Personal bankruptcy filings have dropped by 50-percent over the past six years. There are a number of reasons for this decline in bankruptcy filings. Unemployment is down which is typically a factor. In addition, according to ABC, (Margot Kim http://abc30.com/finance/medical-bankruptcies/2252646/ ), outstanding medical debt has dropped as a result of the Affordable Care Act. Pre existing coverage requirements and limits on caps are two of the provisions that have contributed. The article also mentions the  'Bankruptcy Abuse Prevention and Consumer Protection Act' passed in 2005 as part of the explanation. However, I do not agree since the number of bankruptcies filed increased for a number of years after its passage and for the most part it has not prevented very many filings. Bankruptcy filings have historically been cyclical and with the next swing in the economy undoubtedly filings will rise again.

Exceptions to the Bankruptcy Automatic Stay

Most people realize that when a bankruptcy is filed, the automatic stay stops most lawsuits against the debtor. However, there are exceptions under Section 362(b). For example, a lawsuit can proceed against someone that filed bankruptcy in order to establish paternity. Lawsuits to enforce child support obligations or visitation rights can also be brought even though the defendant filed bankruptcy.

Business Debt Exception To Means Test

When the Bankruptcy Code was amended, one of the purposes was to make it more difficult for high income earners to eliminate their debt in a Chapter 7 bankruptcy. As a result, sections were added to the Bankruptcy Code which essentially  add some limitations on expenses if you make more than the average family your size in your state. However, the "means test" as it is called, only applies if the debts are "primarily" consumer debts. If your business related debts, such as debts from personal guarantees for a failed business, constitute more than 50% of your debt, the means test does not apply. This generally makes it easier to fit into a Chapter 7 bankruptcy. New Jersey courts may interpret whether a debt is a consumer or business debt differently from other states, so it is best to consult an experienced bankruptcy attorney to make this determination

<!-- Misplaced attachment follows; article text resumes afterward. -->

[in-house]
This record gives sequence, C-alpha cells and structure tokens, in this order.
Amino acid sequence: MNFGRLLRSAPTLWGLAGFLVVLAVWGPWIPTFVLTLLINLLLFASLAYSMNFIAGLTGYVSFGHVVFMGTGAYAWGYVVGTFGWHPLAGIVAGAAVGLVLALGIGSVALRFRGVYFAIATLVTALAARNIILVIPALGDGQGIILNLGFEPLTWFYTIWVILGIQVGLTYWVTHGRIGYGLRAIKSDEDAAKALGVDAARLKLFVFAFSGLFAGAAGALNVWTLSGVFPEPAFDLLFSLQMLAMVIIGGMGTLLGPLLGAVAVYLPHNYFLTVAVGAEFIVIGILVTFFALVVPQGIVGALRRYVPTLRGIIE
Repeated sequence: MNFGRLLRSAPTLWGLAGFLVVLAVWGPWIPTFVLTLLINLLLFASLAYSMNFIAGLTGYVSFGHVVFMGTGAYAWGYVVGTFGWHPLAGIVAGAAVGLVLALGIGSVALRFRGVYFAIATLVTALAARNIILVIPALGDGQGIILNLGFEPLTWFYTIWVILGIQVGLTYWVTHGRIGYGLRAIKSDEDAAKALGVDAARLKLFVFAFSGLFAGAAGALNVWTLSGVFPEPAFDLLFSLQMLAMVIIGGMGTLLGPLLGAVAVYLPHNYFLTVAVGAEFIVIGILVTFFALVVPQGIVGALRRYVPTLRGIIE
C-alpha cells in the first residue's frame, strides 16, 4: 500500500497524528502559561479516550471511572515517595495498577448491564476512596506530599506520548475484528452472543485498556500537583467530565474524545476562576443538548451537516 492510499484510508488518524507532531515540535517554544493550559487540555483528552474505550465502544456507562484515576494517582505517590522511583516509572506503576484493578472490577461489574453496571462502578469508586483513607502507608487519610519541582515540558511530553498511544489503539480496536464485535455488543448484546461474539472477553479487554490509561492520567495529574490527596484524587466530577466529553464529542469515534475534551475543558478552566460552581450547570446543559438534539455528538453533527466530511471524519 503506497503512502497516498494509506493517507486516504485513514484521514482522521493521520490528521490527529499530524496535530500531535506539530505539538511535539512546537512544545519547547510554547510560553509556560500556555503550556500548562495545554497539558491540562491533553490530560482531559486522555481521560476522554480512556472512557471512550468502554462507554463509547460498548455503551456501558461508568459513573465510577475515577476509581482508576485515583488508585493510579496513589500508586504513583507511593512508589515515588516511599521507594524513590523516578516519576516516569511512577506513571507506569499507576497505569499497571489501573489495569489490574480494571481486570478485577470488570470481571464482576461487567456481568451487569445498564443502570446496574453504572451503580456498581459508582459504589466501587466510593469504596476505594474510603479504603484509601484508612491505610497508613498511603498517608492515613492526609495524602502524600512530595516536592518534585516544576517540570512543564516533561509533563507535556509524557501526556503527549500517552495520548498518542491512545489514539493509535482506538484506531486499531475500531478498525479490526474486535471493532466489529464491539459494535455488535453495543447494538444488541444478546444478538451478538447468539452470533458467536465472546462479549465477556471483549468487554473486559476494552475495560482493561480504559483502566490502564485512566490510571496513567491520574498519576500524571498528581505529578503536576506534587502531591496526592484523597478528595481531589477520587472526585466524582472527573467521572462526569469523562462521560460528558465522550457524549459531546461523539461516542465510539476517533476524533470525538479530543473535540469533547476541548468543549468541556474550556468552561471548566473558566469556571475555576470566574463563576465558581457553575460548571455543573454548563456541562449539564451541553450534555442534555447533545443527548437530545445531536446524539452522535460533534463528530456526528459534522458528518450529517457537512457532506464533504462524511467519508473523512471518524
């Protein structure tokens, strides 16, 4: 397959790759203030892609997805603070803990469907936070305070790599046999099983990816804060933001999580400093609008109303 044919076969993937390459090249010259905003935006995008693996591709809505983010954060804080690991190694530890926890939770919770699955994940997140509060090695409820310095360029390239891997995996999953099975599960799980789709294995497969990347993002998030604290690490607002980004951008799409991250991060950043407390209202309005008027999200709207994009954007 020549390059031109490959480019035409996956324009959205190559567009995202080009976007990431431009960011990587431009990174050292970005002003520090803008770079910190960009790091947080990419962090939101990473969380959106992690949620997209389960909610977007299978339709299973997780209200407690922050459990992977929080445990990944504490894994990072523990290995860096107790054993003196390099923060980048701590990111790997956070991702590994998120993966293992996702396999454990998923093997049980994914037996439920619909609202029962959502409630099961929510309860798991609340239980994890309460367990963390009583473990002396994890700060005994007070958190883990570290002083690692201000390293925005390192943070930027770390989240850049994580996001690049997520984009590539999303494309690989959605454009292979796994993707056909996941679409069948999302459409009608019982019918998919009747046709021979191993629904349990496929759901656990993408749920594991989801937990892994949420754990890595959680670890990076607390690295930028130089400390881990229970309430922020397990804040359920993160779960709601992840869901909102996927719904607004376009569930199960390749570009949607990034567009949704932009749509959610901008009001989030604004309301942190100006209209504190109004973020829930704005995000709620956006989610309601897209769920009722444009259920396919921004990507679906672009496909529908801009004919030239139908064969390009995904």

Am I eligible to file Bankruptcy?

Whether you are from Pennsauken NJ or Cherry Hill New Jersey or Northeast Philadelphia Pennsylvania, individuals often come into my office and ask the same question. Am I eligible to file bankruptcy? Most times individuals are eligible to file bankruptcy. There are some limits. For example, section 109 of the bankruptcy code provides that to file a chapter 13 bankruptcy you cannot have more than $394,725.00 in unsecured debt or more than $1,184,200.00 in secured debt. If you do, you cannot file chapter 13, but you can file an individual chapter 11. Sometimes the real question is can they receive a discharge. For example, if an individual has filed a chapter 7 bankruptcy within the last 4 years, they are not eligible to receive a discharge in a chapter 13. However, that does not prevent the individual from filing a chapter 13. If they are behind with their mortgage, a chapter 13 can be used to pay mortgage arrears over 3 to 5 years even if they are not eligible for a discharge. Regarding chapter 7, a discharge will not be received if a chapter 7 is filed within 8 years of a prior chapter 7. In addition, the ability to file a chapter 7 and receive a discharge may be effected by other factors such as income compared to expenses. If an individual has too much disposable income, they could be forced to convert to chapter 7 or have their case dismissed. Equity in assets is also a factor in determining whether someone should file a chapter 7 or chapter 13 bankruptcy. Whether bankruptcy is an option and which type of bankruptcy are important issues that should be discussed with an experienced attorney before deciding how to proceed.

BANKRUPTCY MEETING OF CREDITORS

The bankruptcy code requires that a Trustee appointed by the US Trustee's office conduct a meeting of creditors. In a simple Chapter 7 or Chapter 13 meeting of creditors, typically no creditors appear. Business bankruptcies are more likely to have creditors appear. At the meeting, the trustee will ask the debtors questions under oath about their assets, liabilities, income and expenses. Your attorney will be there with you and generally will review your case with you prior to the meeting. A debtor may plead the fifth to avoid testifying about a pending criminal matter but the failure to testify could prevent the debtor from receiving a discharge. Section 344 of the Bankruptcy Code provides that a person required to testify can seek immunity, although whether it would be granted would be decided on a case by case basis.